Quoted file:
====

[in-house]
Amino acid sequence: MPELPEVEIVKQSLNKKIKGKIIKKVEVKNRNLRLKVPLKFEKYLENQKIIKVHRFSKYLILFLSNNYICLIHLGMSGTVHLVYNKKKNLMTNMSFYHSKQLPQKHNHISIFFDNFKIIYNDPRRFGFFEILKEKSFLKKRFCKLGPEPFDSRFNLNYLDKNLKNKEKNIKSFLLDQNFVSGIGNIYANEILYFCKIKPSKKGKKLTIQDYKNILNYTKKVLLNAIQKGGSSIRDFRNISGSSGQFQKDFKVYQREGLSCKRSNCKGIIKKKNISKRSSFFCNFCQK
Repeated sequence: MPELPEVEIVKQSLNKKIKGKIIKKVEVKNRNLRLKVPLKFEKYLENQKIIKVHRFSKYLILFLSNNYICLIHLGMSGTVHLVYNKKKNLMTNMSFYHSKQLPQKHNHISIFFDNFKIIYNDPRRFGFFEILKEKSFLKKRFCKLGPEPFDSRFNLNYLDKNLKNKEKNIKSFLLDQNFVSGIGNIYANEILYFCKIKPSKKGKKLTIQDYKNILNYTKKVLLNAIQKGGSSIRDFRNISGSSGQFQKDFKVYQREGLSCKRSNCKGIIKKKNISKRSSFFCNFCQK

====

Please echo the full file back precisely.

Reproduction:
[in-house]
Amino acid sequence: MPELPEVEIVKQSLNKKIKGKIIKKVEVKNRNLRLKVPLKFEKYLENQKIIKVHRFSKYLILFLSNNYICLIHLGMSGTVHLVYNKKKNLMTNMSFYHSKQLPQKHNHISIFFDNFKIIYNDPRRFGFFEILKEKSFLKKRFCKLGPEPFDSRFNLNYLDKNLKNKEKNIKSFLLDQNFVSGIGNIYANEILYFCKIKPSKKGKKLTIQDYKNILNYTKKVLLNAIQKGGSSIRDFRNISGSSGQFQKDFKVYQREGLSCKRSNCKGIIKKKNISKRSSFFCNFCQK
Repeated sequence: MPELPEVEIVKQSLNKKIKGKIIKKVEVKNRNLRLKVPLKFEKYLENQKIIKVHRFSKYLILFLSNNYICLIHLGMSGTVHLVYNKKKNLMTNMSFYHSKQLPQKHNHISIFFDNFKIIYNDPRRFGFFEILKEKSFLKKRFCKLGPEPFDSRFNLNYLDKNLKNKEKNIKSFLLDQNFVSGIGNIYANEILYFCKIKPSKKGKKLTIQDYKNILNYTKKVLLNAIQKGGSSIRDFRNISGSSGQFQKDFKVYQREGLSCKRSNCKGIIKKKNISKRSSFFCNFCQK